Sunday, February 25, 2018

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7 Steps to Water Safety Success

Written by  Daniel Smith, Aquatics Director, Salem Family YMCA

Swimming and other water sports are favorite summer past times no matter your age. But remember these types of fun-in-the-sun activities should always start with safety first. OurHealth is pleased to partner with the Salem Family YMCA to bring seven helpful tips and resources developed with yours and your loved ones health in mind. 

  1. Never Swim Alone. Always emphasize to children that they should only swim in locations where a lifeguard is on duty. In fact, this rule is a good one for adults to follow, as well.
  2. Supervise your Children Whenever They’re in Any Type of Water. Whether it’s bath time or taking a dip in a pool, lake or the river, make sure children are within arm’s reach of you at all times. Most drownings occur when parents or guardians least expect – in less than two – three feet of water. Children can easily slip under giving them little or no time to cry out for help.
  3. Don’t Engage in Breath Holding Activities. Children shouldn’t hold their breath for a prolonged amount of time while swimming, as this can cause drowning and has several other severe physical side-effects.
  4. Wear a Life Jacket. Inexperienced or non-swimmers should wear a Coast Guard-approved life jacket, or a personal flotation device (PFD). For more information about United States Coast Guard-approved PFDs, including choosing the right types to select based on the water environment, how to select the correct size, how to properly wear and care recommendations, visit:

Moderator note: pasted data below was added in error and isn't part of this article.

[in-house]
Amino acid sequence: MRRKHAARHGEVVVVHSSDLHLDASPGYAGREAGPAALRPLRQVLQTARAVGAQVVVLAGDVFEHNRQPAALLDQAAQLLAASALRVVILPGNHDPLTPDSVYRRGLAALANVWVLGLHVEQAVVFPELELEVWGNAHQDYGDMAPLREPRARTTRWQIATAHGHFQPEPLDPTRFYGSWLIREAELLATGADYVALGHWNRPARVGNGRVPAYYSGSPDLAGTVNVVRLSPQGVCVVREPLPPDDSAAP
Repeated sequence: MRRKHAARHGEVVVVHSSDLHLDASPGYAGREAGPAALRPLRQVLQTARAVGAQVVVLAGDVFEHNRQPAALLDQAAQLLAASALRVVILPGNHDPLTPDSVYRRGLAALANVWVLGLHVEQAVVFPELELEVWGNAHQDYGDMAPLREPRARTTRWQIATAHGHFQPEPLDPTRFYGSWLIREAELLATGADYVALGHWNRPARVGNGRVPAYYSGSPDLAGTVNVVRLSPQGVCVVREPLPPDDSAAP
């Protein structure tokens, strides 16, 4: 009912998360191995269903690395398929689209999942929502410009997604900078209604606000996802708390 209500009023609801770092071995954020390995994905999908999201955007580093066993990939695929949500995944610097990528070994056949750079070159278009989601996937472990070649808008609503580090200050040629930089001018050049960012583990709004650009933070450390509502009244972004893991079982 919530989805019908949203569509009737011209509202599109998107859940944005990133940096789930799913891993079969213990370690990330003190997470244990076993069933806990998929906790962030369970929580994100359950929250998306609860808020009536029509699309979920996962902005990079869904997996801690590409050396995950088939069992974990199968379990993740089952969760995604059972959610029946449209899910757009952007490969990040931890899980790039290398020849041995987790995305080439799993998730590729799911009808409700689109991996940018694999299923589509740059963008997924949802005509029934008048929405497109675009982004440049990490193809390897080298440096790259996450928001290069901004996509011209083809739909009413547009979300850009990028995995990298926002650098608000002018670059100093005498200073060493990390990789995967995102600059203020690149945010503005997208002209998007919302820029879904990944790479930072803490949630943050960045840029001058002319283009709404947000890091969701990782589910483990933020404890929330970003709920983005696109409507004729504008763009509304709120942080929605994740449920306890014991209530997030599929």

5. Lead by Example. Be the role model of water safety for your children. Wear your own PFD while on any type of motorized or non-motorized watercraft. Also, do not engage in alcohol or drug use while operating any type of water craft or while swimming.
  6. Don’t Jump In to Save a Friend Struggling in Deep Water. If children find their friend in deep water unexpectedly, the natural reaction may be to jump in the water to try to save him or her. Even if a child is a great swimmer, a panicked person will overpower them, pulling them underwater with them. YMCA’s Safety Around Water program teaches the “reach, throw, don’t go” concept of using a long object to reach for them and pull them to safety. By using this technique, children can help their friend without compromising their own safety.
  7. Enroll your Children in Water Safety or Swim Lessons. Just like teaching your children to look both ways before they cross the street, having them participate in formal water safety lessons teaches them an important life skill that may one day save their life.

For more information about the YMCA’s Safety Around Water and swim lessons programs, visit